What is a Premature Infant?

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  • Written By: Thomma Grindstaff
  • Edited By: Nancy Fann-Im
  • Last Modified Date: 13 October 2018
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A premature infant is a baby who is born too early, usually before 37 weeks of pregnancy. The normal span for human gestation is 40 weeks. Since vital organs in a premature infant, often called a preemie, are underdeveloped, the baby will need to stay in a hospital neonatal intensive care unit (NICU). Premature infant development involves the maturation of the baby's organs so that it can breathe, maintain body temperature and sustain vital functions in the absence of medical intervention.

Preemies usually weigh 5.5 pounds (2.5 kg) or less. They have low amounts of body fat and tend to have thin skin through which their blood veins can easily be seen. Sometimes, premature infants have hair on their bodies. They are less active and vigorous in their movements than babies born full-term. Premature infants also tend to have decreased muscle tone compared with full-term infants.

Often, a premature infant has trouble with feeding because its sucking reflex is not fully developed and because the baby cannot yet coordinate its breathing with its swallowing. Premature infant nutrition is provided in hospital NICUs either through intravenous (IV) feeding or tube feeding. The premature infant will receive nutrition in one of these ways until its development allows it to take food either by bottle or by breastfeeding.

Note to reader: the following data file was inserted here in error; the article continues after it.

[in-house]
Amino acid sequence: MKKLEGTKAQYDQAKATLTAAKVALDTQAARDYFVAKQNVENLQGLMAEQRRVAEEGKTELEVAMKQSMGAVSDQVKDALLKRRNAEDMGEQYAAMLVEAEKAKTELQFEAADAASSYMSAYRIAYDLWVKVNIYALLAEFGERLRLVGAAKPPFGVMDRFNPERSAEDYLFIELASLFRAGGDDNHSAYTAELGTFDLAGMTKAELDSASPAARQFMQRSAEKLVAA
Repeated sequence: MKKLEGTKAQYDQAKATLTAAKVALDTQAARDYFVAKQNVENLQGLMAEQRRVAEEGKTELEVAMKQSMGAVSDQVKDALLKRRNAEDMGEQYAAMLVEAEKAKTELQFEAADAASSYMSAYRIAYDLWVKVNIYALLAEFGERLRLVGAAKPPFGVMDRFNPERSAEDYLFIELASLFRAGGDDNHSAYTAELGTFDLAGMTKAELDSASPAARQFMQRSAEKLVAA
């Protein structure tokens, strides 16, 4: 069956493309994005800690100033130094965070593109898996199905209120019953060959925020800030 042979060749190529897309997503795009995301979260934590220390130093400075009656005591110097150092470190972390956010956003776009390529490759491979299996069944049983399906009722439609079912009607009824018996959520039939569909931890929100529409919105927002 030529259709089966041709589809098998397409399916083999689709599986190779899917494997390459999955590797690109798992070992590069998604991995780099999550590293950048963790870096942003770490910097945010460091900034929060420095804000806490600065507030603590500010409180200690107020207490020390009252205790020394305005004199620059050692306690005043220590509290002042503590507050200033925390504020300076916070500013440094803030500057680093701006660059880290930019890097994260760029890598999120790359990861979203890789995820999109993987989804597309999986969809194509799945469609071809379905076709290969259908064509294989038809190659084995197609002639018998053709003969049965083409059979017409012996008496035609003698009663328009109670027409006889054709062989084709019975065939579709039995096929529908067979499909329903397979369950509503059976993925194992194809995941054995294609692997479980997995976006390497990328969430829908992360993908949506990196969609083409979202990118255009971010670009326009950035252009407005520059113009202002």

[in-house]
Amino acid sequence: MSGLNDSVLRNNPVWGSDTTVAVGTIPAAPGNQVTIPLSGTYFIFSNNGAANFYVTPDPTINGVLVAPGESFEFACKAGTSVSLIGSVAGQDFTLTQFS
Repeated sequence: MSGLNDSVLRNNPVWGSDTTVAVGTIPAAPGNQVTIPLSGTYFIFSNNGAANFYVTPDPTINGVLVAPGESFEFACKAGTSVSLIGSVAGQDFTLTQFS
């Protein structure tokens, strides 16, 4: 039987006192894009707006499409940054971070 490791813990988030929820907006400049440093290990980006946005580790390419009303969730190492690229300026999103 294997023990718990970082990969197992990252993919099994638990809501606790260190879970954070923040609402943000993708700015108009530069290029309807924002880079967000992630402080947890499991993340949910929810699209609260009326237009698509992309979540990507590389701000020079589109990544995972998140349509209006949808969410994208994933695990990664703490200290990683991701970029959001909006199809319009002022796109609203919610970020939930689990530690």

A number of premature infant complications may arise. Preemies are vulnerable to infections. Some suffer from respiratory distress and are at risk for lung collapse. Breathing is sometimes irregular in premature infants, a problem known as apnea. Premature infants sometimes experience bleeding in their brains.

Many preemies remain at risk even as they develop. The earlier a baby is born and the lower its weight at birth, the more likely it is that the child will experience medical, developmental and behavioral issues that persist throughout its childhood and perhaps for the duration of its lifetime. Long-term effects may include delayed mental development, learning disabilities, or slow physical development. Some children born too early have dental, hearing or vision problems.

When a woman delivers a baby prior to 37 weeks of pregnancy, it is called a preterm birth. A number of medical conditions can contribute to a woman giving birth to a premature infant. Among them are abnormalities in the structure of the cervix or the uterus, bacterial infections of the genitals such as trichomoniasis, bacterial vaginosis and chlamydia, and chronic conditions such as lupus, diabetes or inflammatory bowel disease. Lifestyle issues are a concern, as well. Women who smoke, drink alcohol or don't get sufficient nutrition are at higher risk for preterm labor.



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